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Biden lets European leaders take center stage against Russia – The Washington Post

Over the past few days, leaders in European capitals — not Washington — have taken the public lead on many of the most punishing actions designed to persuade Putin to halt his invasion.

But Biden administration officials say the latest steps against Russia simply reflect the culmination of what they describe as a months-long, behind-the-scenes strategy to fortify Western unity in the face of a Russian invasion of Ukraine. The result, they add, is a testament to the strength of the transatlantic alliance, with who takes the lead — and when — often determined by logistical and regulatory considerations.

Biden has seen one of his major goals as rebuilding global alliances that he viewed as recently tattered, and persuading leaders with disparate interests and varied domestic concerns to come together. As Russia prepared its attack, officials say, Biden engaged in discreet diplomacy with European allies, and in recent weeks he has encouraged them to take action.

Diplomats from the European Union, United States and Britain walked out of a speech to the UN by the Russian Foreign Minister Sergei Lavrov on March 1. (Reuters)

“They avoid the political downside of having the view that somehow big brother is corralling or forcing the junior partners to do its own bidding,” said Aaron David Miller, a veteran diplomat and senior fellow at the Carnegie Endowment for International Peace. “It’s not just Joe Biden and the United States carrying the load.”

Even while much of the process may be stage-managed by the United States, he added, it helps European leaders domestically by presenting the response as a widespread global alliance and not just one orchestrated by Washington. The strategy is not without risk for Biden’s own domestic political concerns, depriving him of opportunities to tout achievements as he faces low approval ratings and attacks from Republicans who call his response weak.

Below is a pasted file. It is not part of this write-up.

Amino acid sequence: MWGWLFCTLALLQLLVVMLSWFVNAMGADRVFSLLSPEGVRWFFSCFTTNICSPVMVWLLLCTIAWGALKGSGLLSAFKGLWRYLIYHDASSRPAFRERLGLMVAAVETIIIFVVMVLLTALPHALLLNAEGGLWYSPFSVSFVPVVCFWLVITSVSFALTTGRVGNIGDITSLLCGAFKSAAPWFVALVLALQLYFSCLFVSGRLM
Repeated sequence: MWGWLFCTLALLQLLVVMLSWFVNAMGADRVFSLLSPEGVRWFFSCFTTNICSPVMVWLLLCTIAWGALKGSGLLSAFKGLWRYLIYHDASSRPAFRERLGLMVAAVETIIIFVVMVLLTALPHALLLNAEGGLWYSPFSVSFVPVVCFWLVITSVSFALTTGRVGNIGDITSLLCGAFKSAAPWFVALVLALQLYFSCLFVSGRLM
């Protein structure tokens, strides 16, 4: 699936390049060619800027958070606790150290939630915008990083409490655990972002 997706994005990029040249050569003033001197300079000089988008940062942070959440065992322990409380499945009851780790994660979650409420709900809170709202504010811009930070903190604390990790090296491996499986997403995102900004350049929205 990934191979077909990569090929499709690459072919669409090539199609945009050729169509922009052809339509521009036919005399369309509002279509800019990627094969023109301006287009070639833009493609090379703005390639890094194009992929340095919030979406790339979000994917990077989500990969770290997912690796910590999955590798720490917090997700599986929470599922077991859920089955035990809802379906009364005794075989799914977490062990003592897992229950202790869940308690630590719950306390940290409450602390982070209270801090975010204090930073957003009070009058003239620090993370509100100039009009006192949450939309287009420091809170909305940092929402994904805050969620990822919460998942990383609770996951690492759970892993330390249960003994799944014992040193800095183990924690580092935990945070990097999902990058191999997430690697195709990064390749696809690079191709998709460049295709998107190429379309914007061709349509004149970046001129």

“Putin would love to see this as a bilateral issue, but that would have been a trap,” Miller said. “The whole notion now is European-focused. That’s the new reality. You need to have as many European partners not just appear to be playing a significant and credible role, but really buying into this. And they managed to do it. Holding it together may prove more problematic.”

A senior administration official said the Biden administration for months had been pressing European allies to prepare for the possibility of Russian military action, and they have worked with different allies to use different tools to try to alienate Moscow economically.

“I think what you’re seeing over the past few days, is Europe is feeling the same sentiment, and so that’s what’s allowed us to take the kind of actions that came together over the weekend,” said the official, speaking on the condition of anonymity to discuss internal thinking. “Europe is watching the first land invasion in the heart of Europe in decades, and that changes the mentality.”

One European diplomat said the shift has helped elevate the concerns of Europe as part of a global response.

“It’s twofold, it’s a strategic moment, it’s a transformational moment in Europe,” said the diplomat, who spoke on the condition of anonymity to comment candidly. “It’s not that the United States leads or doesn’t lead. It’s a multi-centric decision — it’s both Brussels, Washington, Paris, London, Berlin, and they go hand in hand.”

“It’s not the American leadership and everyone is following. That is not the case,” the diplomat added. “But it is more consensual, and I think it’s good for everyone.”

The result has been a more emboldened alliance, even with domestic concerns and leaders who have been tested in various ways. French President Emmanuel Macron is facing reelection, and British Prime Minister Boris Johnson has faced a barrage of questions about parties he attended during coronavirus lockdowns.

“Putin has done much more than any other to unite the Europeans and to go for a stronger European Union in terms of strategy, in terms of European sovereignty,” said the European diplomat.

French Ambassador Philippe Étienne said that the United States has been vital in helping to coordinate the response and that it has been an organized and unified one.

It has also seen the European Union take on a more robust role.

“I would go that far to say that you have seen a sort of transformation of the European Union with the kind of decision which had been taken — including in the field of defense,” Étienne said. “So, yes, it is definitely something which is impressive.”

White House press secretary Jen Psaki said Biden deserved credit for many of the penalties being imposed on Russia — even if he wasn’t the one making the announcements.